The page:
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emotional :(

csequera05's picture
csequera05
Posts: 6
Joined: May 2011

My name is crystal,and I am 26 yrs old...I was diagonsed with thyroid cancer may 5 2011...I just had my total thyroid ectomy on wed, July 13th...
Since surgery I feel empty inside....extremely emotional crying a lot. Usually I am a happy out going person, but since surgery I have been the complete opposite of who I normally am, its really depressing. Will this fuzzy, depressed feeling go away?????

alapah's picture
alapah
Posts: 260
Joined: Oct 2009

Hi Crystal,
sorry to hear you're going through this. seems pretty normal to be on edge while going through this process. also, if you are not on replacement thyroid hormone meds yet, it's definitely not unusual to feel tired, fuzzy, emotional etc. messing with the thyroid can make things out of whack but the meds usually erase those side effects of the thyroidectomy and being hypothyroid as a result.

even once you are on levothyroxine, it can take some time for your doctor to determine the dose that is best for you. remember too that it takes about six weeks of taking a given dosage for it to build up in your system, so adjusting to correct levels can take some time. on the other hand, some like me are fortunate to have only gone through one dosage change to hit the target. will you be getting a dose of radioactive iodine as well? if so, you'd likely go through a period without meds post surgery as you near the RAI dose.

it does get better! i hope the journey to returning to normalcy is quick. lots of support here along the way.
best to you.
eileen

csequera05's picture
csequera05
Posts: 6
Joined: May 2011

Hi Eileen, thanks for your support I appreciate it!! As for replacement meds ...I am on liothyronine 25mcg 1 a day...
As for radioactive iodine, that will be determined by my endocrine doc, ultimately up to me....I am not sure what to do, do you have any suggestions??

csequera05's picture
csequera05
Posts: 6
Joined: May 2011

Hi Eileen, thanks for your support I appreciate it!! As for replacement meds ...I am on liothyronine 25mcg 1 a day...
As for radioactive iodine, that will be determined by my endocrine doc, ultimately up to me....I am not sure what to do, do you have any suggestions??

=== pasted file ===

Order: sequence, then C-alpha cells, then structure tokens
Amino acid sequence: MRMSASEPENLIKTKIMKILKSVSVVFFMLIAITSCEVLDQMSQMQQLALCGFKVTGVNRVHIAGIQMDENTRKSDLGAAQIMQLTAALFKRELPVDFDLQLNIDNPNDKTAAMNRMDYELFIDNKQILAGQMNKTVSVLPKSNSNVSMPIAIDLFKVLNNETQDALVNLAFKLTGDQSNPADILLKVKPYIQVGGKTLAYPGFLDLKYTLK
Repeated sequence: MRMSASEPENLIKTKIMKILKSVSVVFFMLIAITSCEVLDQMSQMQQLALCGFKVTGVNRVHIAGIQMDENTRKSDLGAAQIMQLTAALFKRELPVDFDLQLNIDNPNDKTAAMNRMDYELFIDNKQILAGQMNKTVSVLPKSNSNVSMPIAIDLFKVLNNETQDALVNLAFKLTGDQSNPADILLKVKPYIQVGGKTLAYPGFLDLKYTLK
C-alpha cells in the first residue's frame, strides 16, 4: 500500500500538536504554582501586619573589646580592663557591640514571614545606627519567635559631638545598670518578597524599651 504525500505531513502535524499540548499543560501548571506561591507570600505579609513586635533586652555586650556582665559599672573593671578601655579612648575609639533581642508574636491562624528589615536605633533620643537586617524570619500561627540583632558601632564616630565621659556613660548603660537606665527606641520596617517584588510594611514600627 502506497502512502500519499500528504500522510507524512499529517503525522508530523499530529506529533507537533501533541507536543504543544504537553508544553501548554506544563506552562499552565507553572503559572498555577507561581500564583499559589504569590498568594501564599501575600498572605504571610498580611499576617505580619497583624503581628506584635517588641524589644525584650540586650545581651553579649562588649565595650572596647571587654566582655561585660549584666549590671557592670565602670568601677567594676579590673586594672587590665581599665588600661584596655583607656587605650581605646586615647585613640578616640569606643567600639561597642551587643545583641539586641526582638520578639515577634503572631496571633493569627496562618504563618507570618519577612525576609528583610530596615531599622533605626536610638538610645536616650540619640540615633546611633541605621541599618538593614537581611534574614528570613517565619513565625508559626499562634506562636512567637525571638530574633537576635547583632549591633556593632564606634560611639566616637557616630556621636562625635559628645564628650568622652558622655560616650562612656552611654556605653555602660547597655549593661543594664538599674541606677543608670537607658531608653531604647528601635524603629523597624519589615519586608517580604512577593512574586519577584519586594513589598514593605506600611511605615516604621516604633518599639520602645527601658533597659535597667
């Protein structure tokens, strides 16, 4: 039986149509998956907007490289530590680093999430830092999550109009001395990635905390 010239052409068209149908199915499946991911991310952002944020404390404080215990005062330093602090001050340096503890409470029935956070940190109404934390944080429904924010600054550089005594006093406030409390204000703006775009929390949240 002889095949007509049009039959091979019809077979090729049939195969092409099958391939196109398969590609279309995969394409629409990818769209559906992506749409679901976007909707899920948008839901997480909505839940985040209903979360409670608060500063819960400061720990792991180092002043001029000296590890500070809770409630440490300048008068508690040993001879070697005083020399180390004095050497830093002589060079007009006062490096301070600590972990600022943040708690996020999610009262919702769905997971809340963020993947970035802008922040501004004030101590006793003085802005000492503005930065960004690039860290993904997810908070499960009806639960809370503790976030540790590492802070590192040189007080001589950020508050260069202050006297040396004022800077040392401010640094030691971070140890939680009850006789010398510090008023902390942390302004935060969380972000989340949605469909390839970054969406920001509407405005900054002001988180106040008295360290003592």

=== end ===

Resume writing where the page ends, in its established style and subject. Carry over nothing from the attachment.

alapah's picture
alapah
Posts: 260
Joined: Oct 2009

I had to look that up! Only ever hear it referred to by brand name... Cytomel is commonly prescribed for people inbetween surgery and RAI. I never had that though so I don't know about dosages. If that is too low a dose for you, it could make you hypothyroid which could make you feel blah. Where levothyroxine takes six weeks to build up in your system (a T4 drug) liothyronine is much quicker (a T3 drug). It builds up fast and dissipates fast.

Before going through with RAI you would be off of the replacement hormone in order to make your TSH level high so that any remaining thyroid cells in your body would be most receptive to the RAI. Determining if a person needs RAI seems to be a bit tough. Some with small nodules and no spread to lymph nodes are instructed to forego RAI. I wasn't in that category and went through it once - 100 millicuries. It is kind of creepy but not so bad and I believe well worth it for the benefits.

There is a lot of very helpful information about thyroid cancers, treatments, labs etc at a site called thyca.org You might want to have a look. It was a very good resource for me. They also sponsor two Yahoo groups for thyroid cancer patients that are very good.

3boys_mom
Posts: 47
Joined: Jun 2011

Hi Eileen,
You might want to talk to your dr. about spreading that 25mcg out through out the day. I do much better if I take 10 mcg in the morning, 10 mcg around 2 or 3 and then 5 mcg at 8 pm. Also, many hypo patients I know all spread the dosage out throughout the day. It has a very short life. Also, if you can get the brand name, many find that taking it sublingual really helps. Good luck.

Sarah

nasher
Posts: 507
Joined: Apr 2010

Ok yes they have you on cytomel or the generic liothyronine if you look at the pill there is a score line on it. Break them in 1/2 and take 1 in morning and 1 in afternoon.

it takes about 8 days for cytomel to build up to the level it will build to.

If you are having depression issues ask about anti-depressants. I hate taking them but they do help

the reason they put you on cytomel instead of synthroid is nothing to do with the buildup in the system but rather how quick your body can get rid of it.

they will be doing a scan in the future with a trace amount of Radioactive Iodine but to make sure your body will uptake it they will put you on the dreaded "Low Iodine Diet" and probably take you off of cytomel for 2 weeks (ask if it is possible to get Thyrogen shots instead of being taking off cytomel)

Once the scan is done they will be able to tell you how much thyroid tissue is left in the body and if it has spread to any other parts of the body.

as far as the dose 25mcg is the standard dose of cytomel while your body still has remaining thyroid hormones in it they are waiting for the t4 that your thyroid made to deplete from your system (30-60 days) then they will have you ready for your scan (with taking you off cytomel and putting you on the low iodine diet.

---